magazine | Mar 14, 2023 |
How a contract overhaul helped one designer find her voice

After fending off a number of overbearing clients, Farmington, Connecticut–based designer Kristen McCory began to second-guess her business. Instead of admitting defeat, she lawyered up and tightened her contract so that she can keep doing the work she loves on her own terms.

How a contract overhaul helped one designer find her voice
Kristen McCoryCourtesy of Iris Photography

I always felt confident about my business—I had great, busy clients who didn’t want to do the job, so they brought us on as a service. But when the pandemic hit and everybody started working from home, things changed, and they were suddenly there to literally watch every move. Obviously, we’d always been working for them, but it was almost like Ibecame an employee at their office, where every little thing was analyzed. We all lost our lives to some degree during those months, and when clients had us back in their homes, it was something for them to have control over again, and many of them became a little overbearing. People I had worked with on and off for a decade—whether room by room, or on their whole house and then second homes—and who I never had issues with, all of a sudden, made me the target. But it was like, “I haven’t changed. You have.” And it was happening with new clients too—they were taking my agreement and breaking it apart over and over, trying to change every word. My answer was no, but I still started questioning myself.

That experience exposed cracks in my business and in my agreement. I started working with Wendy [Estela] to review my agreement, which had originally used very legal verbiage. We changed the document to be more conversational, which made it easier for clients to understand and less scary to sign.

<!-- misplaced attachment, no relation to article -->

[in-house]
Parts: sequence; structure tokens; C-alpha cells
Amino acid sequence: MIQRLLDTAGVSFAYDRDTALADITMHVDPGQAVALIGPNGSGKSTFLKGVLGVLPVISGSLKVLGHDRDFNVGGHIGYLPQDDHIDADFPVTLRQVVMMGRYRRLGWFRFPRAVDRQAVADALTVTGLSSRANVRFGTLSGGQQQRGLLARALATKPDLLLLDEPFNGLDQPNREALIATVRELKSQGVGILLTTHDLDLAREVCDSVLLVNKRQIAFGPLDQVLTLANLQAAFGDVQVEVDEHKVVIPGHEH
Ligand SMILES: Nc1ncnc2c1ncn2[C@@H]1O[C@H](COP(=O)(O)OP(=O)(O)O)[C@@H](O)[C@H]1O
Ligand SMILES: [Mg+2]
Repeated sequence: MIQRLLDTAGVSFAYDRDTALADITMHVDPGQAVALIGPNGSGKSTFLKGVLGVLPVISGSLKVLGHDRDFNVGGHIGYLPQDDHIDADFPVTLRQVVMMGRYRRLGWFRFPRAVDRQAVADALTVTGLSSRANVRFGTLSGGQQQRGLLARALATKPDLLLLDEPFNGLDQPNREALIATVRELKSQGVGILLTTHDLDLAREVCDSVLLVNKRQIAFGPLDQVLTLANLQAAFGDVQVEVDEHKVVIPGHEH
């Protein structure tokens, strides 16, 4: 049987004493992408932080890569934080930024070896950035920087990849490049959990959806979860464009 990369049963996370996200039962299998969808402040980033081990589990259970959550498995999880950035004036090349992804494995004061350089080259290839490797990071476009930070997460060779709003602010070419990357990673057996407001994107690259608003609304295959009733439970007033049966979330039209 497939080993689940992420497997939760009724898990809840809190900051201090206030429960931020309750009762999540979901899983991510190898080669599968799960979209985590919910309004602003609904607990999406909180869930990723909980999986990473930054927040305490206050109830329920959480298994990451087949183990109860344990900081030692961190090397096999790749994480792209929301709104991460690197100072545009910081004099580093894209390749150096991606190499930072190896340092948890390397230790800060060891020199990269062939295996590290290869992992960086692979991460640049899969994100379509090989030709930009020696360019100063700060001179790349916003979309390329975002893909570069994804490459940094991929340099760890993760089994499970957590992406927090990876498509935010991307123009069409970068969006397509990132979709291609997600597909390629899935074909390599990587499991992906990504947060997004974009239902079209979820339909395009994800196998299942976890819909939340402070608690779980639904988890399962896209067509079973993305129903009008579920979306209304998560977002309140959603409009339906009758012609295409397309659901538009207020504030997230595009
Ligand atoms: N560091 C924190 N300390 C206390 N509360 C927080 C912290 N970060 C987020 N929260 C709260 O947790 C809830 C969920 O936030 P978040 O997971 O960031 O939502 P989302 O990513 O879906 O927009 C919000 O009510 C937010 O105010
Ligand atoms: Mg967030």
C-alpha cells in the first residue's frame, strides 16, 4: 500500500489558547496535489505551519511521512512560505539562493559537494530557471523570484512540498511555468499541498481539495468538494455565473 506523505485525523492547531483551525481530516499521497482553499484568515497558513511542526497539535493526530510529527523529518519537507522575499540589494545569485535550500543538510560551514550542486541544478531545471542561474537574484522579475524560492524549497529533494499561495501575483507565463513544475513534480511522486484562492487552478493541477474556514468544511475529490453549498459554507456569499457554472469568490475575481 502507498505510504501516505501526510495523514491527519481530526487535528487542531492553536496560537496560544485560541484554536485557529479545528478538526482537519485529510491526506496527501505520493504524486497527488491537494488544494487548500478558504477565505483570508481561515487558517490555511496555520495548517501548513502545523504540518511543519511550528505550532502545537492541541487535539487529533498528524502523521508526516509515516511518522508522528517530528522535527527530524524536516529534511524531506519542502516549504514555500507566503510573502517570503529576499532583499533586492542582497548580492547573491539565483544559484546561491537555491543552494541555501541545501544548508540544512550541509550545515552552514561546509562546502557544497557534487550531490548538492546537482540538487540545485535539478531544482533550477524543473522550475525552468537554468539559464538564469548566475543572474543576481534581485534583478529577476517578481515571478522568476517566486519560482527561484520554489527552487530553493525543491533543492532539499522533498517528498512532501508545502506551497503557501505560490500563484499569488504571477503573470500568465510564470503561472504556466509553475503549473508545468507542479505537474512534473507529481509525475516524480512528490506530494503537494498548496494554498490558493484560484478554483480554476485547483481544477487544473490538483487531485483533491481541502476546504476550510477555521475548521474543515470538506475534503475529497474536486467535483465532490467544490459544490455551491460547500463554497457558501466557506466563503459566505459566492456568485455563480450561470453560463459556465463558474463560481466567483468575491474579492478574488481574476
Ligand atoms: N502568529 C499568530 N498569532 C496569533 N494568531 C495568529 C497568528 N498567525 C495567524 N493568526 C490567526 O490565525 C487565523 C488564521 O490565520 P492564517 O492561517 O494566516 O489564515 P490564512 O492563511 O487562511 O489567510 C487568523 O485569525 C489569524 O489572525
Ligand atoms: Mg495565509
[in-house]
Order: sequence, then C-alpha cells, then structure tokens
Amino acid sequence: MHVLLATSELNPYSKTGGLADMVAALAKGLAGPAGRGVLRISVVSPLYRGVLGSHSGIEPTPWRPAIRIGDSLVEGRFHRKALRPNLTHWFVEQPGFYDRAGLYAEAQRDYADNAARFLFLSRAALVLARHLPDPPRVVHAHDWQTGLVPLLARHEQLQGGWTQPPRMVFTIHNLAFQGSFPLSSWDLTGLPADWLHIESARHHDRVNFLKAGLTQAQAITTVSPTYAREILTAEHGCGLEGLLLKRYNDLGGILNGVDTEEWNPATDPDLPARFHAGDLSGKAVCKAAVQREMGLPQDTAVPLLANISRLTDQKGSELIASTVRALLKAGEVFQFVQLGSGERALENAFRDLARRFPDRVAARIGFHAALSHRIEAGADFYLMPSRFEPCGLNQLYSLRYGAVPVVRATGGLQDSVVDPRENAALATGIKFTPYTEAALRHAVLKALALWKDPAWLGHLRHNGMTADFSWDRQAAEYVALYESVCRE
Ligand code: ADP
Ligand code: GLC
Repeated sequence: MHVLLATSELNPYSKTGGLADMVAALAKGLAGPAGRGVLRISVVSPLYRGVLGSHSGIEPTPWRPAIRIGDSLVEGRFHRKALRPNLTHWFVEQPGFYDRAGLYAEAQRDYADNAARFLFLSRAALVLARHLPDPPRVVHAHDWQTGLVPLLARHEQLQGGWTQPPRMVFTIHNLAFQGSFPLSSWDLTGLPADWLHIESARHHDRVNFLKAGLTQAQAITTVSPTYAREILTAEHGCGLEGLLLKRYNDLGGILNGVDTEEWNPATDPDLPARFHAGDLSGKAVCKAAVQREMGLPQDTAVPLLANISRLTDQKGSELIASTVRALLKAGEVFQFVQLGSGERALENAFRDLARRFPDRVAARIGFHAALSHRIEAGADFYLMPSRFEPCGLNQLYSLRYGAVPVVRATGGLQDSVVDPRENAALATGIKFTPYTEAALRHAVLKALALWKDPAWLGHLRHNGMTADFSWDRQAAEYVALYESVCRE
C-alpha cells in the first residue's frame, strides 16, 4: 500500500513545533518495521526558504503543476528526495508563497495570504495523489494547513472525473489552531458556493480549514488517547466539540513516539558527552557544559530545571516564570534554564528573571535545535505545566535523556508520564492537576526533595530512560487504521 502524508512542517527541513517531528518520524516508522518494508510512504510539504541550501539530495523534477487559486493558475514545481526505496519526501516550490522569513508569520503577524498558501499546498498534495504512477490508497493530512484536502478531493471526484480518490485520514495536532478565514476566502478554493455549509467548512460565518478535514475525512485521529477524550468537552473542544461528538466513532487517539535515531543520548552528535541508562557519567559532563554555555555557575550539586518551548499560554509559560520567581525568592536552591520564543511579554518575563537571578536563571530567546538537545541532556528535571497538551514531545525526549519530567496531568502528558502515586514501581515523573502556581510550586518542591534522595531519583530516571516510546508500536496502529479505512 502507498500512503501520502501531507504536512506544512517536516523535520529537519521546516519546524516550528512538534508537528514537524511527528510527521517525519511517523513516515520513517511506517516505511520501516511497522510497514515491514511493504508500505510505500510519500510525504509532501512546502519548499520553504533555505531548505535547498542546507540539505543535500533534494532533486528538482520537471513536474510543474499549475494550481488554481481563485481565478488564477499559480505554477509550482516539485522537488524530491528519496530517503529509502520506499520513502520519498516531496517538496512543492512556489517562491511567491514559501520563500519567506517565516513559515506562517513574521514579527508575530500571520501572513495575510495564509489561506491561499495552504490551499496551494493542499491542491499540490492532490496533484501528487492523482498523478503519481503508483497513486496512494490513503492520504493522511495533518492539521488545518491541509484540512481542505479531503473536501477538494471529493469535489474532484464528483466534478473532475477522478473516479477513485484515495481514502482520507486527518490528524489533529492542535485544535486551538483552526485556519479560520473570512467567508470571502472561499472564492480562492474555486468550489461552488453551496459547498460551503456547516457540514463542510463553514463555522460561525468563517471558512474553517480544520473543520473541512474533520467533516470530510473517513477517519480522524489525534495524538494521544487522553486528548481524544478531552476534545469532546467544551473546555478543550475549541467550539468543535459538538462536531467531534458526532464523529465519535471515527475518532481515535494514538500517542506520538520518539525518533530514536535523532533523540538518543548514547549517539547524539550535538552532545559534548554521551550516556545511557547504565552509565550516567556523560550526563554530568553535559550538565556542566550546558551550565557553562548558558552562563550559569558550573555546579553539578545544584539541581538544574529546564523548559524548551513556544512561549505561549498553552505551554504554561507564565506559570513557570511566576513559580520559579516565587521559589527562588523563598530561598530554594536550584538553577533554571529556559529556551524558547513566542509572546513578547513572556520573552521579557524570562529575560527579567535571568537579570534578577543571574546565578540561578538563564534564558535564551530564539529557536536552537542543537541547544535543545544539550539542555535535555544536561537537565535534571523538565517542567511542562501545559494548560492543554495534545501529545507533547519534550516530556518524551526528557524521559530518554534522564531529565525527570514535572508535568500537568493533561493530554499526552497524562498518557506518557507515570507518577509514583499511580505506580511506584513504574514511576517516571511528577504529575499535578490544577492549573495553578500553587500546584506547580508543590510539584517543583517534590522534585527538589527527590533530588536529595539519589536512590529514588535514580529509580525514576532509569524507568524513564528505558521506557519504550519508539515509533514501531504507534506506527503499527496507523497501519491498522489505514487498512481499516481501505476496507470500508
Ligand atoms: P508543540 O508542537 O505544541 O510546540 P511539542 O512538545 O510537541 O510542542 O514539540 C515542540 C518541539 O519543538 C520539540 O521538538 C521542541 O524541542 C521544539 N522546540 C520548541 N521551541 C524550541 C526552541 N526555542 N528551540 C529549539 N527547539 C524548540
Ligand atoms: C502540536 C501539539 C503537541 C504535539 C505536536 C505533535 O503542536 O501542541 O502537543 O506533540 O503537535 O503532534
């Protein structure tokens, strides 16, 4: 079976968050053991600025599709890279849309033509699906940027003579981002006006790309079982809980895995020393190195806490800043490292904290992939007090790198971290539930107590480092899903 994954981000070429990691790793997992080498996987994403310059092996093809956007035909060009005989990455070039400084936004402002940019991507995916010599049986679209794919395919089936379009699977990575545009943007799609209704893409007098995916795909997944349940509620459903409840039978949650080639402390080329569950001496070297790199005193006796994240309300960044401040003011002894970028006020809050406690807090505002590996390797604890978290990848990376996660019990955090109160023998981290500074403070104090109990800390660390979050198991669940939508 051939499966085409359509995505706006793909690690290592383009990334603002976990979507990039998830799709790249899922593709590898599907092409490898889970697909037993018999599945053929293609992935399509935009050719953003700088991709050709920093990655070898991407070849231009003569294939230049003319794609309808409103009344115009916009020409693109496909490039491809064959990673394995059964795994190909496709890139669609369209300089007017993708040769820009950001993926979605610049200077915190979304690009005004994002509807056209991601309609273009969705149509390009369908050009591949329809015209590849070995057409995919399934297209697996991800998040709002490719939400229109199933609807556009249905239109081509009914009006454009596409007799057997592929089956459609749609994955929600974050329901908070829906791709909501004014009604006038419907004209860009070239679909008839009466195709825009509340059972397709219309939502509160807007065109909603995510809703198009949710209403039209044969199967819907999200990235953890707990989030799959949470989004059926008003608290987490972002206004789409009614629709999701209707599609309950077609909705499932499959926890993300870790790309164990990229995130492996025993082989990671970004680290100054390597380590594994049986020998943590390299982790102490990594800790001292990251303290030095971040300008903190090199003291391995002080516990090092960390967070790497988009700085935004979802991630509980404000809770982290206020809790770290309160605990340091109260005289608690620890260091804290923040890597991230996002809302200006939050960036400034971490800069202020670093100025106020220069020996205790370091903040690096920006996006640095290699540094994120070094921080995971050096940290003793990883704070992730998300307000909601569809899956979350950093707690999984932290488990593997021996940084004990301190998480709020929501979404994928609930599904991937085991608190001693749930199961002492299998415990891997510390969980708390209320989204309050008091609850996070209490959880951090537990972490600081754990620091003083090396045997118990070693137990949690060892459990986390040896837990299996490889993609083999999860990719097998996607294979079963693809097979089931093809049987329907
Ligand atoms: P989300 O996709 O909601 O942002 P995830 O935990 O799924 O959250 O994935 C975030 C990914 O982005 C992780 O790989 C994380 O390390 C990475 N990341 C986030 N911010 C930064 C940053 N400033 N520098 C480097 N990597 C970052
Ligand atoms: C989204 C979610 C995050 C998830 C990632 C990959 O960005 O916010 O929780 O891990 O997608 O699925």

Now we review the contract with every client. It’s almost like when you send your kids to school and they’re like, “I don’t want to do the homework.” Clients don’t always want to review it together word for word, but I think of it as setting myself up for success: There are always going to be occasional issues throughout the process, but if you do all the heavy lifting up front, clients are going to be more understanding down the road. If they don’t understand your process, or they don’t want to even read an agreement—that’s a red flag.

How a contract overhaul helped one designer find her voice
McCory created a custom graphic wallpaper pattern to anchor the rich, tonal bedroomCourtesy of Iris Photography

I also grew my team and hired an office manager to deal with the money side of the business. Before, I had been doing almost everything myself; now, my manager is sending proposals and answering client questions about product prices, shipping costs or extra charges for this or that. She is very clear from the first call: This is our process. This is how we work. Before we even get to the point where they’re hiring us and signing a contract, we’re very clear, transparent and strict—it’s done in a friendly way, but the message is, “This is how we roll.” There are no surprises. It takes me out of the equation so that I can just create and design, which changes everything.

One thing that’s top of mind for me now is that when someone is courting you and calling you for work, they want you. It’s often some- thing you know but kind of take for granted. Once they sign the agreement, the power shifts and you become the service provider. That’s why it’s so important to make sure you’re not taking every job—only the ones that fit your business and your process, the clients who understand you and respect how you run your business.

Homepage image: An elegantly appointed desk doubles as a bedside table in the guest bedroom Kristen McCory designed for a recent Junior League of High Point showhouse | Courtesy of Iris Photography

This article originally appeared in Winter 2023 issue of Business of Home. Subscribe or become a BOH Insider for more.

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